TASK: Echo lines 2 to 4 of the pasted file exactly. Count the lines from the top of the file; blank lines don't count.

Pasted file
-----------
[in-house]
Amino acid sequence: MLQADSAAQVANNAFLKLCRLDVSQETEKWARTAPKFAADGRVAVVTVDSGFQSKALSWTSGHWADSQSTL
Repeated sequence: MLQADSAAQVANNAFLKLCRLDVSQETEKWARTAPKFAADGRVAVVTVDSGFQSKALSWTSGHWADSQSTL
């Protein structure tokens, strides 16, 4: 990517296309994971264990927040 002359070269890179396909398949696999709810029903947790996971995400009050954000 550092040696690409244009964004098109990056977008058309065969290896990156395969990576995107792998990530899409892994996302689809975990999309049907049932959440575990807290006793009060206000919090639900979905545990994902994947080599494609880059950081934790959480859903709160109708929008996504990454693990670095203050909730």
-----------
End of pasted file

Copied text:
Amino acid sequence: MLQADSAAQVANNAFLKLCRLDVSQETEKWARTAPKFAADGRVAVVTVDSGFQSKALSWTSGHWADSQSTL
Repeated sequence: MLQADSAAQVANNAFLKLCRLDVSQETEKWARTAPKFAADGRVAVVTVDSGFQSKALSWTSGHWADSQSTL
């Protein structure tokens, strides 16, 4: 990517296309994971264990927040 002359070269890179396909398949696999709810029903947790996971995400009050954000 550092040696690409244009964004098109990056977008058309065969290896990156395969990576995107792998990530899409892994996302689809975990999309049907049932959440575990807290006793009060206000919090639900979905545990994902994947080599494609880059950081934790959480859903709160109708929008996504990454693990670095203050909730």